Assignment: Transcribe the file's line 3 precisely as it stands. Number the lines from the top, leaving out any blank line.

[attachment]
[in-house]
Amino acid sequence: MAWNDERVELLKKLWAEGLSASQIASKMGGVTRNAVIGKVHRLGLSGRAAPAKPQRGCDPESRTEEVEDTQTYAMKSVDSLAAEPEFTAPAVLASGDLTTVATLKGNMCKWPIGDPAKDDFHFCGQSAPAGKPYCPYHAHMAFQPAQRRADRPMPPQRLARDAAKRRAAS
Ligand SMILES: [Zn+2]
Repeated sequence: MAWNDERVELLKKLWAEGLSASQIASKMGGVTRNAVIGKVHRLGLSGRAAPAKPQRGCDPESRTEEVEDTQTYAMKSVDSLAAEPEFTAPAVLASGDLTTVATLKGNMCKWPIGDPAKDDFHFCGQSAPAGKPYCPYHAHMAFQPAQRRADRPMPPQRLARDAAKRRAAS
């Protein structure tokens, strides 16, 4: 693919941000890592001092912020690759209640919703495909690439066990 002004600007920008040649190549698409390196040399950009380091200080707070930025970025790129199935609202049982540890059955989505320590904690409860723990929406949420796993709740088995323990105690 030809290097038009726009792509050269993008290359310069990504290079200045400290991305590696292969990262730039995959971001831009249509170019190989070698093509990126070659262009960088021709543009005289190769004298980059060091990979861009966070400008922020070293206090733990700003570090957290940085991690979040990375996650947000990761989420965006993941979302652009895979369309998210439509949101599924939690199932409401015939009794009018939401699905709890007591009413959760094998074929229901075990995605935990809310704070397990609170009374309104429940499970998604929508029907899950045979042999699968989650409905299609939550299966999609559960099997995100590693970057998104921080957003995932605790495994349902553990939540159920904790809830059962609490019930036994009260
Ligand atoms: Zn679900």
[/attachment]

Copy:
Ligand SMILES: [Zn+2]